Mazdak Bradberry, “Maz”
Mazdak Bradberry is one of this year’s recipients of the Raymond L. Erikson Exceptional Thesis Award for his thesis, titled “Excitation-secretion coupling in health and disease”.
Mazdak, who goes by Maz, is a graduate of the Medical Scientist Training Program (MSTP) at the University of Wisconsin-Madison, receiving an M.D./Ph.D. sponsored by the Cellular and Molecular Biology graduate program and the UW School of Medicine and Public Health. He first grew up in Southern Connecticut before moving to Pittsburgh with his family. Maz was exposed to science through his parents who are both academic science faculty and through an internship at the National Institutes of Health early during his college career. His mother was the first person to tell him about M.D./Ph.D. programs, and he took interest in the thought that medical training could give him additional insight on the importance of biological phenomena in a clinical context. After his first three years of medical school, Maz completed his Ph.D. in the lab of Dr. Ed Chapman in the department of Neuroscience, where he studied protein-lipid interactions related to the synaptic transmission of neurons. Maz recalls spending time at the beginning of his research tinkering with an unused microscope in the lab, eventually using it for many of his experiments after building an illumination system and learning patch-clamp electrophysiology with the help of some other tools around the lab. “For me,” Maz says, “the act of learning how something works, and especially figuring out how something works, is one of the most satisfying, energizing things.” The projects that Maz pursued in the Chapman lab revolved around proteins that function as calcium sensors for exocytosis in neurons, namely synaptotagmen (syt) 1 and Doc2, as well as the synaptic vesicle (SV) transporter-like protein SV2A. Maz was very eager to collaborate with other labs on campus and especially keen to incorporate the power of mass spectrometry analysis with his work. He credits the collaborative nature of UW-Madison and the openness of his advisors to have allowed him to complete an additional short study in the lab of Dr. Joshua Coon in the department of Chemistry. While there, he learned techniques in mass spectrometry and analytical chemistry and worked on optimizing methods for synaptic vesicle purification through immunoprecipitation.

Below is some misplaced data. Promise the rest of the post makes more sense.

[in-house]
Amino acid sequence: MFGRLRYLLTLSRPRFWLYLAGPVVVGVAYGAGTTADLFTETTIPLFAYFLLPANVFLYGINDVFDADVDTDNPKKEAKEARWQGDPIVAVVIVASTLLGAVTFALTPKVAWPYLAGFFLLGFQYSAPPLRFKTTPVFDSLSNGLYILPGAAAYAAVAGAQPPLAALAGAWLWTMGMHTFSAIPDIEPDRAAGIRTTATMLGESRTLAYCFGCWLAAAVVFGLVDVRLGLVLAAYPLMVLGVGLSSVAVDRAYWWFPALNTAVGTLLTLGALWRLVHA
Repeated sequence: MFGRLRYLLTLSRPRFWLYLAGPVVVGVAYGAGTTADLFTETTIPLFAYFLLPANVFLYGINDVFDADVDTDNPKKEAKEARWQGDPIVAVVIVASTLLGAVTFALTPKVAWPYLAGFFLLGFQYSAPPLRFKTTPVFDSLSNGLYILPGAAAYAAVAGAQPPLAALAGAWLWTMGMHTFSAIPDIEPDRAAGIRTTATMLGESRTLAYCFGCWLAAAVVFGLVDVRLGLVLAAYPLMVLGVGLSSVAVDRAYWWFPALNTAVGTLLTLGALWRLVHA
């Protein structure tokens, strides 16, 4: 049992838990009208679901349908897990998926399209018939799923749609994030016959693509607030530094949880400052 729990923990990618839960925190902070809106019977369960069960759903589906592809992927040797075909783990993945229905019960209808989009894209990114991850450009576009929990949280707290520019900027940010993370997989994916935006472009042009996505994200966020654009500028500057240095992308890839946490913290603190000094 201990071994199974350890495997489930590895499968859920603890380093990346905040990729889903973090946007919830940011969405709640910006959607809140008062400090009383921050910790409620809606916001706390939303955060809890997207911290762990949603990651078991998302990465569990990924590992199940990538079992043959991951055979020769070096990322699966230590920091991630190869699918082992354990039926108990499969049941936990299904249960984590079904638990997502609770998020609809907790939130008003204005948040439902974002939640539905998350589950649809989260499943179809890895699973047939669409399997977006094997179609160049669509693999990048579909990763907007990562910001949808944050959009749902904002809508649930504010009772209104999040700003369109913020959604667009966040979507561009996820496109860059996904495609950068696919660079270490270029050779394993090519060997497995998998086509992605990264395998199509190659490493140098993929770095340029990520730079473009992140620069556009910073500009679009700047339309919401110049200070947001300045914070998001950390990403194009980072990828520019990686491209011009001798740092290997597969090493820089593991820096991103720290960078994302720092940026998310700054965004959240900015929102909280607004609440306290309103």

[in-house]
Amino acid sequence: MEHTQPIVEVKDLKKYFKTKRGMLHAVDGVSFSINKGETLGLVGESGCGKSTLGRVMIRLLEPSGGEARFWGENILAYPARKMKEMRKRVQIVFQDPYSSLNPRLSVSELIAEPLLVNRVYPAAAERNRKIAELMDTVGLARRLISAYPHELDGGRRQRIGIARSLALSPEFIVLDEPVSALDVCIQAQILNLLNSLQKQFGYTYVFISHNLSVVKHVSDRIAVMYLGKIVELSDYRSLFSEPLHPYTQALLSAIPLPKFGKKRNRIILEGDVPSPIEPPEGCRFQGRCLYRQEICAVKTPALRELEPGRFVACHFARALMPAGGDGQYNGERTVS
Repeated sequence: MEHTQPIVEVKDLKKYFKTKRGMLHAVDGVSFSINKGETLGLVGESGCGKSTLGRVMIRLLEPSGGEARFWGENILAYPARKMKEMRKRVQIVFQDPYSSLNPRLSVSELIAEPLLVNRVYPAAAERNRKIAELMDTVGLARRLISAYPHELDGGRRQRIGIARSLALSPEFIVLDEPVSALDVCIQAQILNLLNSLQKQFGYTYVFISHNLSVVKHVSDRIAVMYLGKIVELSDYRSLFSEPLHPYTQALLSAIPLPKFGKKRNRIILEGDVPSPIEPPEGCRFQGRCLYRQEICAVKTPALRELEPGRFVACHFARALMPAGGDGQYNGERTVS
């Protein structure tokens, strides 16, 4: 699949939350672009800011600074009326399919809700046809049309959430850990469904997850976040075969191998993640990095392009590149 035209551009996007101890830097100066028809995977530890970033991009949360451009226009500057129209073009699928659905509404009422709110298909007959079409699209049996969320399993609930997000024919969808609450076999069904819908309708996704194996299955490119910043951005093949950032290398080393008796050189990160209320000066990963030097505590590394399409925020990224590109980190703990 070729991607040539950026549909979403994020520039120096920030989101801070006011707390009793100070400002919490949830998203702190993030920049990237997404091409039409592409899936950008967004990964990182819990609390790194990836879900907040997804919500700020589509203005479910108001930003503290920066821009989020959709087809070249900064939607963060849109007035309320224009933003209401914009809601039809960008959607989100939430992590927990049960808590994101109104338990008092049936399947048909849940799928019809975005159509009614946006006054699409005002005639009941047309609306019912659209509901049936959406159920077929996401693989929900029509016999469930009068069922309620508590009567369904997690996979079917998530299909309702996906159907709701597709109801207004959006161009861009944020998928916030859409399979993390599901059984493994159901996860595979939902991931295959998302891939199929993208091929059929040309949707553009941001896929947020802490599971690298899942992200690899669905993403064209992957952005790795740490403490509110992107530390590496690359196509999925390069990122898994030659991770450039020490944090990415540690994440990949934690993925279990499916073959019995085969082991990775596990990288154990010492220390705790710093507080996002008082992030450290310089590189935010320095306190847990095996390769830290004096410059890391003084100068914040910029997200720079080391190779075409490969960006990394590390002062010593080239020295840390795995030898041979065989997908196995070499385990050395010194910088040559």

Looking forward, Maz plans to relocate to New York City to complete his residency in Psychiatry at Columbia University. He is excited to return to clinical work and for the stipend that he was granted to pursue research in the later years of his residency. We are very happy for Maz and wish him all the best in his future endeavors!
Katarina Braun, “Kat”
Katarina Braun is one of this year’s two recipients of the Raymond L. Erikson Exceptional Thesis Award for her thesis, titled: “Embracing randomness: within- and between-host evolution in two RNA viruses”.